Learning in multi-team systems: a qualitative study of learning triggers, readiness to learn and learning processes

Valerie I. Sessa, Jessica L. Francavilla, Manuel London, Marlee Wanamaker

Research output: Contribution to journalArticlepeer-review

Abstract

Purpose: Multi-team systems (MTSs) are expected to respond effectively to complex challenges while remaining responsive and adaptable and preserving inter-team linking mechanisms. The leadership team of an MTS is expected to configure and reconfigure component teams to meet the unique needs of each situation and perform. How do they learn to do this? This paper, using a recent MTS learning theory as a basis, aims to begin to understand how MTSs learn and stimulate ideas for future research. Design/methodology/approach: The authors use two case studies to address research questions. The first case was a snapshot in time, while the second case occurred over several months. Interviews, documents and participant observation were the data sources. Findings: As suggested by theory, findings support the idea that learning triggers, the timing of the triggers and readiness to learn (RtL) affect the type of learning process that emerges. The cases showed examples of adaptive and generative team learning. Strong and clear triggers, occurring during performance episodes, led to adaptive learning. When RtL was high and triggers occurred during hiatus periods, the associated learning process was generative. Originality/value: Using an available theoretical model and case studies, the research describes how MTS readiness to learn and triggers for learning affect MTS learning processes and how learning outcomes became codified in the knowledge base or structure of the MTS. This provides a framework for subsequent qualitative and quantitative research.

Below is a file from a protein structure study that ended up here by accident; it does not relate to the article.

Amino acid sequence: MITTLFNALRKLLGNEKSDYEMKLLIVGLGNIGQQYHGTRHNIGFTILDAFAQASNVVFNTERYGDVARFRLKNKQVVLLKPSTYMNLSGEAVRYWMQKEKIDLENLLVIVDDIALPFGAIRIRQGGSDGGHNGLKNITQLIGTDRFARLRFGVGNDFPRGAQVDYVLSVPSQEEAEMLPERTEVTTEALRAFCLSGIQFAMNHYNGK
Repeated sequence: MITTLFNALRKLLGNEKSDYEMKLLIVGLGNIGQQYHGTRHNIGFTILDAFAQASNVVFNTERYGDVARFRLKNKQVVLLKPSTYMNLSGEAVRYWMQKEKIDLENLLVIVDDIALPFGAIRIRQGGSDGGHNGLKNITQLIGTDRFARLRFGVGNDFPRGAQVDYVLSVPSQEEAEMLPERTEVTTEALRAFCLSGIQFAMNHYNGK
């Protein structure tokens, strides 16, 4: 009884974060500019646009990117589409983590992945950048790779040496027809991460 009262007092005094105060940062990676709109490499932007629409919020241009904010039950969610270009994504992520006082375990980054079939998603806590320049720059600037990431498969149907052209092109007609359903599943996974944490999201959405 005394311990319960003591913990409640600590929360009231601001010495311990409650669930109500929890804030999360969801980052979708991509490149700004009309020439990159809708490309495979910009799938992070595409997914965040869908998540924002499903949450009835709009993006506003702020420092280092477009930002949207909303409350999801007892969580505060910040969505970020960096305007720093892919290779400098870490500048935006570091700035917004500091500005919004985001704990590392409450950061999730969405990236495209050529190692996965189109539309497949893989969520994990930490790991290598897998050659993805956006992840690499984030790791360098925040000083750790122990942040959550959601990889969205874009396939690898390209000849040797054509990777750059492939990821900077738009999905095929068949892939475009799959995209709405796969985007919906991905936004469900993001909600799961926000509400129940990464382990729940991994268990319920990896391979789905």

Original languageEnglish
JournalTeam Performance Management
DOIs
StateAccepted/In press - 2021

Keywords

  • Learning processes
  • Learning triggers
  • Multi-team systems
  • Readiness to learn

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